10

[are there] any guidelines as far as recording a mechanical instrument versus using a midi controller or synth? No, only pros and cons. It all depends on what you want the finished product to sound like, and what instruments and equipment you have available to you. Are there any benefits to recording a real instrument [eg piano]? Assuming you have an ...


8

The real instrument will sound more real, but as you note, there are many challenges to recording acoustic instruments or anything with a microphone that are completely bypassed when using a virtual instrument plugin. With a plugin, you don't have to have an audio interface, microphone or cables. You don't have to have an actual acoustic instrument, which ...


6

You needn't calculate or estimate or do fancy math. Others have measured piano string decay rates, and they're messy: Measurements have been made on a high‐quality spinet piano to determine the initial amplitude and decay characteristics of the principal harmonic components of notes covering the entire scale. Decay rates of individual components varied ...


6

Hardware instruments (e.g. digital pianos) have a limit on the number of simultaneous notes that they can produce - this part of their spec is called "polyphony". As Todd explained, once you exceed the limit, notes start getting cut off. Some instruments try to do this in a clever way, cutting off the least noticeable notes; others are a bit more basic, just ...


6

You're probably running out of voices of polyphony. You haven't clarified what virtual instrument or synthesizer is the sound source, but most of them have some sort of voice limit, ranging from 1 to 128 voices. If you keep the damper pedal down, then voices can get used up very quickly. For most instruments, when the voices are used up and another note is ...


6

TL;DR Extra knobs and buttons are not absolutely necessary, but then again a MIDI keyboard is not absolutely necessary either, because you can just use a mouse. But since you're buying a MIDI keyboard, you most likely want to make it easier to play virtual synthesizers, and for that purpose the extra knobs and buttons are very useful. Even something very ...


4

The solution to this problem is to send your Midi keyboard back and buy a new one. It is faulty. The common denominator here is your keyboard's hardware. Not the settings, not the DAW. The keyboard.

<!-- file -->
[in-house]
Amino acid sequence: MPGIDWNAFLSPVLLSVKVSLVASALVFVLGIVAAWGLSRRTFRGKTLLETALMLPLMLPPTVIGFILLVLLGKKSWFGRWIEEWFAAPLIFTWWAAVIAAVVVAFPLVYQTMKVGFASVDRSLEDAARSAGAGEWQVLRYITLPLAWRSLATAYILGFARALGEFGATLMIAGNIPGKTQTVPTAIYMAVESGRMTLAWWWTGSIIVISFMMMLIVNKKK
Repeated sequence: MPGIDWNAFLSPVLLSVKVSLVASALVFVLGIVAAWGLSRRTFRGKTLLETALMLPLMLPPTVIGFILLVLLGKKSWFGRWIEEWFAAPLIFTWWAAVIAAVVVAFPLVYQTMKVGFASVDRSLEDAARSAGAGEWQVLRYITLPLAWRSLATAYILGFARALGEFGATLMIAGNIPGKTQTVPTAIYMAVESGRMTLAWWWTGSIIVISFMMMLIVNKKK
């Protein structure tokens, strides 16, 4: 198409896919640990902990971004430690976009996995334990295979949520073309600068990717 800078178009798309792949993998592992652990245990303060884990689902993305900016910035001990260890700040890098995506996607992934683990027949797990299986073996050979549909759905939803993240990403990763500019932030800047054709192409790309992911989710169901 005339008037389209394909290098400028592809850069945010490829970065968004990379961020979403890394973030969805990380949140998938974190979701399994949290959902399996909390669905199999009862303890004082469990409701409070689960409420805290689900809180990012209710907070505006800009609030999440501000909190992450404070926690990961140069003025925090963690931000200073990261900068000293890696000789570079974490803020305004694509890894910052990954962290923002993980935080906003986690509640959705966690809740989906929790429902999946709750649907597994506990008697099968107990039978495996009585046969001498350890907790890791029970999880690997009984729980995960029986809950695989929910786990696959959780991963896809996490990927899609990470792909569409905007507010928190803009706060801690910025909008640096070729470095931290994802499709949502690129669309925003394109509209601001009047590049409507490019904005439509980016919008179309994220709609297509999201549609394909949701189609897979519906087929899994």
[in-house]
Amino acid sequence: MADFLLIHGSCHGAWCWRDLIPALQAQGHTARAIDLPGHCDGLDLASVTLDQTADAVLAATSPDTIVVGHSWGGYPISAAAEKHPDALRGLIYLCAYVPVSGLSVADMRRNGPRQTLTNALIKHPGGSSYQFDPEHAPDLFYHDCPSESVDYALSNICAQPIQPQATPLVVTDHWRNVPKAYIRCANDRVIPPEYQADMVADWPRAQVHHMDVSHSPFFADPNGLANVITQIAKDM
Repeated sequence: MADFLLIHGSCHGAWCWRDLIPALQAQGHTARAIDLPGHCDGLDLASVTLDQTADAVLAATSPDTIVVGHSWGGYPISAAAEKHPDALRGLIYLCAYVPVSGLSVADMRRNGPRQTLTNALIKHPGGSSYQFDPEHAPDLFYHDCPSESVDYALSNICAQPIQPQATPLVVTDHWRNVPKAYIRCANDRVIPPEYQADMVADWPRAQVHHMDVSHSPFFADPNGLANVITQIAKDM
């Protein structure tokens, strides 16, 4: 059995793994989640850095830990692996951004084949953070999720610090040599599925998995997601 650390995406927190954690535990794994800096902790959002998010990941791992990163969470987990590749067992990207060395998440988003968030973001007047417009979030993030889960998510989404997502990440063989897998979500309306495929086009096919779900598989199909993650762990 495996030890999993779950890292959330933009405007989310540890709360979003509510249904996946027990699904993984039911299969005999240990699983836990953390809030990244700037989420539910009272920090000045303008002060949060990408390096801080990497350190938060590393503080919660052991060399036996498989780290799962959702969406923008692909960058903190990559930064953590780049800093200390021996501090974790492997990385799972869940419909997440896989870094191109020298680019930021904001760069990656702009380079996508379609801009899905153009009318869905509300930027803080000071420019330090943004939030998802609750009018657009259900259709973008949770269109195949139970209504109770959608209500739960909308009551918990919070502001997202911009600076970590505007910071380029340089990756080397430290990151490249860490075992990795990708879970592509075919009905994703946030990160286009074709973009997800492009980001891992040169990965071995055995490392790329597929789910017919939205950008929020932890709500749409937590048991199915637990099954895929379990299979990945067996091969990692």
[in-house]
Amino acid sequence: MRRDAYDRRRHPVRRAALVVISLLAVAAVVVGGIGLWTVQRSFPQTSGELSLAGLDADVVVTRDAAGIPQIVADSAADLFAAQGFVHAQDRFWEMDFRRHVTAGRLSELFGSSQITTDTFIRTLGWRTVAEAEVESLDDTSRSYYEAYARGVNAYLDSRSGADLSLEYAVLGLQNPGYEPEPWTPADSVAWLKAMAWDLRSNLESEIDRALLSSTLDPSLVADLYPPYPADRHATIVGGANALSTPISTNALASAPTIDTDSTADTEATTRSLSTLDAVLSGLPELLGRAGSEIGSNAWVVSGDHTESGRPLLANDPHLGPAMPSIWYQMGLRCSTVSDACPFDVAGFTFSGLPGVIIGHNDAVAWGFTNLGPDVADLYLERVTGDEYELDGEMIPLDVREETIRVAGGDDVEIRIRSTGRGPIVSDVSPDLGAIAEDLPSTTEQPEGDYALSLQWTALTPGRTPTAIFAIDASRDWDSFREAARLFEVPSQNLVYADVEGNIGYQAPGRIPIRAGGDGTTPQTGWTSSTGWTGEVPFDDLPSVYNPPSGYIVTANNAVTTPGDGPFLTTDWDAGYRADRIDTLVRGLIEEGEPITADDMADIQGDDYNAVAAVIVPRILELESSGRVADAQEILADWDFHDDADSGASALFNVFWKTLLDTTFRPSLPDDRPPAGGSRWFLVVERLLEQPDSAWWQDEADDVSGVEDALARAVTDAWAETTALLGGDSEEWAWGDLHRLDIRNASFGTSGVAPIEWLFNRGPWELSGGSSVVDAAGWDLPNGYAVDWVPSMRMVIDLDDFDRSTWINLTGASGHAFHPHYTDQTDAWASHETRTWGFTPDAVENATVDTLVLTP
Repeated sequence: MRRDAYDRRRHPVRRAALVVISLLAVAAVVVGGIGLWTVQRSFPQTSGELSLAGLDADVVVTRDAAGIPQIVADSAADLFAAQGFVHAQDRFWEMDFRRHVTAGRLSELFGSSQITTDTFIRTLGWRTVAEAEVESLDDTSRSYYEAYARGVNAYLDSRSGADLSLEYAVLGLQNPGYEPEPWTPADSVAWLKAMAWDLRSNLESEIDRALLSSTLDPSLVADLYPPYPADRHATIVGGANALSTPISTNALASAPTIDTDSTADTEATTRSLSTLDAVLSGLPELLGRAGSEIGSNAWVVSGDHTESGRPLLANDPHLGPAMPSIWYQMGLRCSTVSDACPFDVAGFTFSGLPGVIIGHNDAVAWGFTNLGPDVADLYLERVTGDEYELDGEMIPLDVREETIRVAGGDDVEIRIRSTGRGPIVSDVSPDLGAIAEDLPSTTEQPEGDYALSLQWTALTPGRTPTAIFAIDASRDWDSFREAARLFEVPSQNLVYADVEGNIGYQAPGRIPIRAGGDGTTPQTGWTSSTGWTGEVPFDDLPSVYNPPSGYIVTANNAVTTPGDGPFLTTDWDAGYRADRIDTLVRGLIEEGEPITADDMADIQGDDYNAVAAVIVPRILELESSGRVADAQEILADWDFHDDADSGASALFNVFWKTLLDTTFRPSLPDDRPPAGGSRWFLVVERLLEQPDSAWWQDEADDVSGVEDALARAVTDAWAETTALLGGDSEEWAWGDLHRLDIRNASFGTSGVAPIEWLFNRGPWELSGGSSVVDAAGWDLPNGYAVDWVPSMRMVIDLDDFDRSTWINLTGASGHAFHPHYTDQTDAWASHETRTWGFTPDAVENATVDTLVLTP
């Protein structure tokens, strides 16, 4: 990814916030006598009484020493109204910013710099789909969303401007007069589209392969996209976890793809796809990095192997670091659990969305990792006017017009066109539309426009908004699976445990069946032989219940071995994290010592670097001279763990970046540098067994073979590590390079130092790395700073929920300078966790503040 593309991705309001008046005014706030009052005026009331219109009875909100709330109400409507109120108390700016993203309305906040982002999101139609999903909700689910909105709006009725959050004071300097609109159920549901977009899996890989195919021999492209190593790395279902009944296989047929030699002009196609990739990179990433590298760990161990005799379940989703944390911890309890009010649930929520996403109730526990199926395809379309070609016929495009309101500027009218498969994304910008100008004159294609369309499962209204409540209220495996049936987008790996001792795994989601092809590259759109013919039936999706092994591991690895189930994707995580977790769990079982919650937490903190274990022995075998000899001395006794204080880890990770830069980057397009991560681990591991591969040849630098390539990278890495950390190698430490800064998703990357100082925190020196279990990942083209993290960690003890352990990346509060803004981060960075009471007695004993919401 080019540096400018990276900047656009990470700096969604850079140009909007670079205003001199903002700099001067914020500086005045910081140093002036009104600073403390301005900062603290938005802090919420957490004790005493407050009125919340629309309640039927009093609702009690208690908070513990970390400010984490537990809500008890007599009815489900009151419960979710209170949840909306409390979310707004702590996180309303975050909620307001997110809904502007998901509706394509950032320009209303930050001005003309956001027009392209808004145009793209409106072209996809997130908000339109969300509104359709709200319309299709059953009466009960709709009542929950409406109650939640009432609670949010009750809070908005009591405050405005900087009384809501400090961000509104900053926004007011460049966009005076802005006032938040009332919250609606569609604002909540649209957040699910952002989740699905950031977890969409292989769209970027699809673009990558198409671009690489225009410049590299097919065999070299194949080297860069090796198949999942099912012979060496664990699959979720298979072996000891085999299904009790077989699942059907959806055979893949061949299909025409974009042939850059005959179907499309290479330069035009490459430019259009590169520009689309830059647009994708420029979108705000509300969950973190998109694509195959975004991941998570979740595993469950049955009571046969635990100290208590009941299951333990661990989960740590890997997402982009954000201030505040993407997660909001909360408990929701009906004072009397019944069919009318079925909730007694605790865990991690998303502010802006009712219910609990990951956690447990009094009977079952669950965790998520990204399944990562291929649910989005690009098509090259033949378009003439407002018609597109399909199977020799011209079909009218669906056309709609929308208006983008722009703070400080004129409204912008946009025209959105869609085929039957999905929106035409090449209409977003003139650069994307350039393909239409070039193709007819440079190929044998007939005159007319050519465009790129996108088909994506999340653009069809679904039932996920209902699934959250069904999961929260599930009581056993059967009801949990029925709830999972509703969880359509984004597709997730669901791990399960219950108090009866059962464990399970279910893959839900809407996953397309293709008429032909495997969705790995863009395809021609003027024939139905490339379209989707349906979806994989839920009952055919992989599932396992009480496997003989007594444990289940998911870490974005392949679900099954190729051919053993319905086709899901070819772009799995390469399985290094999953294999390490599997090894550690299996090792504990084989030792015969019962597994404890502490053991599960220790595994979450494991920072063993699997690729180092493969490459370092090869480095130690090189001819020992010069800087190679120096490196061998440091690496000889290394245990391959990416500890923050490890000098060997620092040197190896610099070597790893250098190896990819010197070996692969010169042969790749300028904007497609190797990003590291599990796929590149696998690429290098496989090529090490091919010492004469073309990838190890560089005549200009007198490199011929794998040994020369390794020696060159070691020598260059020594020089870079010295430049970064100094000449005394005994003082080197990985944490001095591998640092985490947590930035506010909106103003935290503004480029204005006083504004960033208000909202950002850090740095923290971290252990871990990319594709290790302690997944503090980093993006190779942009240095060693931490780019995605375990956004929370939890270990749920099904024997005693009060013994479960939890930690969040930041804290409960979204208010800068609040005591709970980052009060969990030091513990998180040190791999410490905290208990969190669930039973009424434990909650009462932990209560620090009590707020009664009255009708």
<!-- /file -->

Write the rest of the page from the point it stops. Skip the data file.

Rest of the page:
4

For most instruments (apart from piano), if you have access to the real instrument and a real player, and cost isn't a factor, and realism is seen as a plus point, then you'd probably go for the real instrument. It's very hard to achieve a performance with most synthesizers (including plugins) where all the articulations sound at they would on a real ...


2

Rather more succinctly: You need sufficient controllers for the parameters of the VSTi that you need to control in real-time, actually while playing. Give us more details of how you intend to work - is this for live performance or are you always recording into a sequencer? Then we can be more helpful.


2

A powered USB hub will not harm anything when used in the perfectly normal manner you describe.


2

I don't know about your first question, but as for 2 and 3, yes. As long as each device supports MIDI in and MIDI out, they should be able to chain together appropriately. Double check with each device though, as some devices will process MIDI in instead of forwarding it. But Ableton is really, REALLY good with MIDI. So as long as your daisy-chained ...


2

Your best bet is to use a VST host and VST plugins. VST plugins are pieces of software that either generate or modify sounds; software synthesizers and effects, so to speak. As the name "plugin" implies, they aren't standalone, but operate inside some other piece of software, the "host" - often a "Digital Audio Workstation" (DAW) like Reaper, which is ...


2